Another reason big-ticket movies are having their release dates pushed back is that theaters in New York and Los Angeles, which he called “two of the biggest markets in the world,” are closed because of the pandemic.
“If Hollywood does not have those two markets to show their films, they don’t release them to the whole world,” Scott said. “It’s crazy.”
And it’s not just the small theater chains like Patriot that are struggling. Cineworld Group, which owns Regal Cinemas, the second-largest cinema chain in the U.S., was expected to suspend operations at its more than 500 locations on Thursday, Oct. 8, according to The Wall Street Journal.
A message on the Nickelodeon website directs people to visit the site for #SaveYourCinema, a campaign spearheaded by The National Association of Theatre Owners, which represents the owners of more than 35,000 movie screens in the U.S. Save Your Cinema provides people a way to contact their legislators about the issues facing movie theaters nationwide.
Whether other local theaters will follow Nickelodeon’s example remains to be seen. Zachary Adam, marketing director for Zyacorp, owner of Cinemagic theaters in South Portland, Saco, and Westbrook said his company discussed the possibility of temporarily closing theaters, but ultimately dismissed the idea.
“Together with the support of the communities we serve, we will get through this pandemic and we will get through to Christmas and 2021 where there is now an extraordinarily robust and excellent film schedule waiting to be shown,” Adam said via email Oct. 5.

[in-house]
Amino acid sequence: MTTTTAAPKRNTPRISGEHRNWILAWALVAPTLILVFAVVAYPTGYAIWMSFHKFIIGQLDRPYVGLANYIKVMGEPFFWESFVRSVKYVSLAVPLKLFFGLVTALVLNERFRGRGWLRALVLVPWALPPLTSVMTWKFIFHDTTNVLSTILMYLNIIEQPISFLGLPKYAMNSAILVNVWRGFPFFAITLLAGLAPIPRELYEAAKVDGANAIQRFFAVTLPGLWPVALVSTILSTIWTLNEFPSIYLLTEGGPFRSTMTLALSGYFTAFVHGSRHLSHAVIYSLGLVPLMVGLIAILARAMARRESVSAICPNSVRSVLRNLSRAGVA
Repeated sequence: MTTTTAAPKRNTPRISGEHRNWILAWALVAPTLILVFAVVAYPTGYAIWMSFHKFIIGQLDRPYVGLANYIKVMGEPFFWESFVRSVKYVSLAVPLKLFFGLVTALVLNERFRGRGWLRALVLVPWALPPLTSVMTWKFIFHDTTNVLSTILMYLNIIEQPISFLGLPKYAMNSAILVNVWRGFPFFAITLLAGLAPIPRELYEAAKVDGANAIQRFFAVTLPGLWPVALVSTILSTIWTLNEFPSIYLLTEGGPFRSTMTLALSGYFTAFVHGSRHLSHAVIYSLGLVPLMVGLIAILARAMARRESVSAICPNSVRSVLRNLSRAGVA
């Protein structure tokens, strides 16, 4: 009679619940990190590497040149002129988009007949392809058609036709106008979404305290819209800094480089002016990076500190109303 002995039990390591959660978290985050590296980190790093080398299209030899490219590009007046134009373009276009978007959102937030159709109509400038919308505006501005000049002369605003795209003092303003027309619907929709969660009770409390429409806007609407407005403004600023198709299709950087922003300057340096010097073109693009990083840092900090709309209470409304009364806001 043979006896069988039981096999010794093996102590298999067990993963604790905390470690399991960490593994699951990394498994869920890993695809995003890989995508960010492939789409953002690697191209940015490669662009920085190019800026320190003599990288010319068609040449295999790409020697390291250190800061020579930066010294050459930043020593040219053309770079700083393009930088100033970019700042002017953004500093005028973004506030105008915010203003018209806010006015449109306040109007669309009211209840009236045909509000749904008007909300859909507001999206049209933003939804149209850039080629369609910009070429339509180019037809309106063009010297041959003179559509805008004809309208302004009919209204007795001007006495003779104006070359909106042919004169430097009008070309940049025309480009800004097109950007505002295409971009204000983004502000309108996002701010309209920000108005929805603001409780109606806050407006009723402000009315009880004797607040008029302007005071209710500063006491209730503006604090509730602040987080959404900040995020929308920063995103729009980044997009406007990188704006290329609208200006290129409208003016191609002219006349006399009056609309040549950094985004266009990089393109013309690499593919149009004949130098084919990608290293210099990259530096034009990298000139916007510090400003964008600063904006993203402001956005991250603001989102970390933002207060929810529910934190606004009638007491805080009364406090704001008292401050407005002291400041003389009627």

Like Scott, he pointed to movie releases being held back due to “the New York government’s refusal to allow theaters to open,” as a primary issue for the industry. He said movie theaters need “Congress to pass legislation” to benefit it and other industries that have been “hardest hit” by the pandemic.
Cinemagic is engaging several promotions to attract customers at this time, including showing classic Halloween movies such as “Hocus Pocus” and “The Nightmare Before Christmas.”
Adam said he does not think the popularity of drive-in theaters during the pandemic cut into traditional movie theaters’ business much, although he admitted “every day is a challenge.”
According to its Facebook page, Falmouth’s Flagship Cinemas remain open with reduced hours, only screening films on Fridays, Saturdays, and Sundays. Janet Oprendek, vice president of operations for FP Cinemas, which owns Flagship, said the company had no comment for this article.
Ultimately, Scott said he wants patrons to know Nickelodeon Cinemas is “COVID free,” the theater was being vigilant about sanitation when it was open, and has done everything it can “to make sure everyone is safe.”
“Back in April this was supposed to be a two-week thing,” he said. “It’s always been a moving target, it’s still a moving target. Every day is a new day, you never know what’s going to happen.”